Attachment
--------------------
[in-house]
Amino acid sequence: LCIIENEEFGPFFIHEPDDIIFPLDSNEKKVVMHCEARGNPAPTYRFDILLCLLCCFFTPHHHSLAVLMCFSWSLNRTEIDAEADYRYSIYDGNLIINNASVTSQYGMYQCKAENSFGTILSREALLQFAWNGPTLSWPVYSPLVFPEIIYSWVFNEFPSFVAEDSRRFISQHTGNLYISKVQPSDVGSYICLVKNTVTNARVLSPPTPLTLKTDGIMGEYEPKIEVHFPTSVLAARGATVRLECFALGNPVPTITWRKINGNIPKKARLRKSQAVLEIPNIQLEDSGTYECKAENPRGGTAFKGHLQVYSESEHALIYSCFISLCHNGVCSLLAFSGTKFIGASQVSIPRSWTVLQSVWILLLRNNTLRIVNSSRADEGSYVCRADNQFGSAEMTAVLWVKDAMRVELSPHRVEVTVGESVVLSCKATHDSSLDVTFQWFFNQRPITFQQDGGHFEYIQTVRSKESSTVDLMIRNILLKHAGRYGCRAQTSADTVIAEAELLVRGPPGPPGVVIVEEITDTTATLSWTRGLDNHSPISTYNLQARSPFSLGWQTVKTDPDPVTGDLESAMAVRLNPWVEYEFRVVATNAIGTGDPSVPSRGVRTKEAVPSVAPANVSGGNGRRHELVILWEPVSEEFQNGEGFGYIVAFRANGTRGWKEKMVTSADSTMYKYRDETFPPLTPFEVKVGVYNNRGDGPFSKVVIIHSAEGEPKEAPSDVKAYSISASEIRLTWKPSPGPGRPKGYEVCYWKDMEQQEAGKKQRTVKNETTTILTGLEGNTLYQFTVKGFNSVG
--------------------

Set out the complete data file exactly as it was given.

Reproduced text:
[in-house]
Amino acid sequence: LCIIENEEFGPFFIHEPDDIIFPLDSNEKKVVMHCEARGNPAPTYRFDILLCLLCCFFTPHHHSLAVLMCFSWSLNRTEIDAEADYRYSIYDGNLIINNASVTSQYGMYQCKAENSFGTILSREALLQFAWNGPTLSWPVYSPLVFPEIIYSWVFNEFPSFVAEDSRRFISQHTGNLYISKVQPSDVGSYICLVKNTVTNARVLSPPTPLTLKTDGIMGEYEPKIEVHFPTSVLAARGATVRLECFALGNPVPTITWRKINGNIPKKARLRKSQAVLEIPNIQLEDSGTYECKAENPRGGTAFKGHLQVYSESEHALIYSCFISLCHNGVCSLLAFSGTKFIGASQVSIPRSWTVLQSVWILLLRNNTLRIVNSSRADEGSYVCRADNQFGSAEMTAVLWVKDAMRVELSPHRVEVTVGESVVLSCKATHDSSLDVTFQWFFNQRPITFQQDGGHFEYIQTVRSKESSTVDLMIRNILLKHAGRYGCRAQTSADTVIAEAELLVRGPPGPPGVVIVEEITDTTATLSWTRGLDNHSPISTYNLQARSPFSLGWQTVKTDPDPVTGDLESAMAVRLNPWVEYEFRVVATNAIGTGDPSVPSRGVRTKEAVPSVAPANVSGGNGRRHELVILWEPVSEEFQNGEGFGYIVAFRANGTRGWKEKMVTSADSTMYKYRDETFPPLTPFEVKVGVYNNRGDGPFSKVVIIHSAEGEPKEAPSDVKAYSISASEIRLTWKPSPGPGRPKGYEVCYWKDMEQQEAGKKQRTVKNETTTILTGLEGNTLYQFTVKGFNSVG